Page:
Will product safety proposals close the legislative gap between high-street and online retailers?

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Proposals formalised by the Government last Autumn promise to make product safety obligations more equitable between high-street and online retailers, while facilitating innovation and route to market. We examine how the Government intends to do this, and whether the push for reform will continue after the General Election.

Imagine buying a plushie toy for your child last Christmas, only to find out that it contains 152 times the UK legal limit of phthalate, a toxic chemical that can damage the liver, kidneys, lungs, and reproductive system.

From toxic toys to exploding batteries, stories of dangerous products making their way into the hands of UK consumers abound, particularly when those products were purchased via an online marketplace or third-party seller.

In total, 2,814 product safety and non-compliance notifications involving 3,164 products were made to the Office for Product Safety and Standards’ (OPSS) Product Safety Database between 1 April 2022 and 31 March 2023, of which 16% were reported as presenting serious risk. Furthermore, nearly half of the corrective actions taken involved removal of the listing by the online marketplace on which it was hosted.

“The evidence is overwhelming: online marketplaces are a hot bed for dangerous and non-compliant goods,” commented Lesley Rudd, chief executive of Electrical Safety First, a charity dedicated to reducing the number of injuries and deaths caused by electricity across the UK.

“These new figures from the Government show that online shopping is a minefield, with consumers unknowingly exposed to thousands of unsafe goods, many of which can be in their homes the very next day.”

Indeed, research by Electrical Safety First last year stated that a third of fake electrical items purchased had been bought online, while one in ten British consumers had had first-hand experience of an electrical fire or shock caused by an electrical product purchased online.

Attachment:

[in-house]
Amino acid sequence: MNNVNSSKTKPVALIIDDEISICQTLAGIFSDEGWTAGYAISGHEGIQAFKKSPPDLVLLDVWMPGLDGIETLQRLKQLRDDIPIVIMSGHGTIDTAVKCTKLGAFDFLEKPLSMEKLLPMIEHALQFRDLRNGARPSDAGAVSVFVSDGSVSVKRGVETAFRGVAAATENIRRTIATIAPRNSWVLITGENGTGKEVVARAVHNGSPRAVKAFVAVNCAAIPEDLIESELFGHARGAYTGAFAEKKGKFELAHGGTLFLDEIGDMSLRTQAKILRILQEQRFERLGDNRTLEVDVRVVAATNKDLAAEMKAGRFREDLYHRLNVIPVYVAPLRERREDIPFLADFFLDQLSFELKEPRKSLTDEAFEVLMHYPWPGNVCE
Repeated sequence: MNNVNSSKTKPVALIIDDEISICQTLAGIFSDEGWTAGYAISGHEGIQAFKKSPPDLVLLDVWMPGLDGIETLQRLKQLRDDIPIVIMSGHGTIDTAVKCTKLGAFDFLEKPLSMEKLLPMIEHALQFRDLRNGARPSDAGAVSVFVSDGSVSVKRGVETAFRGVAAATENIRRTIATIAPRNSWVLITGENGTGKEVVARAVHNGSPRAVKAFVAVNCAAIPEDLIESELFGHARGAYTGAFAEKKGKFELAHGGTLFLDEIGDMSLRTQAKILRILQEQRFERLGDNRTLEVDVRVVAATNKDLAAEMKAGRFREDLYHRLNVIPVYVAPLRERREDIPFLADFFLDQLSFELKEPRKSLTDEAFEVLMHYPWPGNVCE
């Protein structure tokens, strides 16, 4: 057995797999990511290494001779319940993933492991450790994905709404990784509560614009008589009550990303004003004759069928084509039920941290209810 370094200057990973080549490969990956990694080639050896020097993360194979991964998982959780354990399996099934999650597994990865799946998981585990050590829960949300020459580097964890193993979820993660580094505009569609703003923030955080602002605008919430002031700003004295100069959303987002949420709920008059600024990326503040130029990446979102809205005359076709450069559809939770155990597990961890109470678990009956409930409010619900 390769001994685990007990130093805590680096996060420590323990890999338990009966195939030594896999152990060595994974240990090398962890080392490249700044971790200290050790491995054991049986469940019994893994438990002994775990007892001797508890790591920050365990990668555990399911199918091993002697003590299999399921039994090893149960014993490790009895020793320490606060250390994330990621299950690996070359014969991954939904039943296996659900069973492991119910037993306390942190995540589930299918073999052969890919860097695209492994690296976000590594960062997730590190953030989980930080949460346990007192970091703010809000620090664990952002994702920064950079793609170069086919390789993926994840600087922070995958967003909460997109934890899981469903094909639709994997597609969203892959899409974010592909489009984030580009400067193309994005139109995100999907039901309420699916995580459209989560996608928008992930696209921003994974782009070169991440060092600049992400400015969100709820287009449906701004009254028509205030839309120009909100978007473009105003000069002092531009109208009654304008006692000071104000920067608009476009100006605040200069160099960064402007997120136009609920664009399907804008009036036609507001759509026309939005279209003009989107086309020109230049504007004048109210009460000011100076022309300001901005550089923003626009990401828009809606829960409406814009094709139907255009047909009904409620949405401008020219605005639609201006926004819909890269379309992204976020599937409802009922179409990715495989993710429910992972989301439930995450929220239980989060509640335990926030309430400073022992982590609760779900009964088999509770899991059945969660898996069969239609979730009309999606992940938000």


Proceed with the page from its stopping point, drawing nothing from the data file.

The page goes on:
What is the Product Safety Review?

Published in August 2023, ‘Smarter Regulation: UK Product Safety Review’ was a consultation document developed by the Government in response to its call for evidence, in which the Government asked for views on current product safety legislation, and how it could be developed to support investment and growth.

Accompanied by a consultation period, which closed last October, the UK Product Safety Review outlined thirteen proposals to overhaul the UK’s 30-year-old product safety laws and “make them fit for emerging technologies and new shopping habits.”

In a press release accompanying publication of the Review, Business Secretary Kemi Badenoch said: “These changes will provide better consumer protections while upholding our world-leading safety standards and will also cut costs for businesses to ensure they have the freedom they need to innovate and thrive, helping to create jobs and grow the economy.”

You can read the full Review here.

What are the proposals for online marketplaces?

A key priority of the consultation is to level the playing field between online and high-street marketplaces. Currently, online marketplaces are not legally required to have the same level of oversight on the safety of the products they sell as their high-street counterparts, largely because they are seen as ‘facilitators’ of a product’s sale, rather than the seller itself.

This is concerning when you consider that just over 30% of all UK retail sales occurred online in November 2023, compared to 10.7% for the same month in 2012.

Defining an online marketplace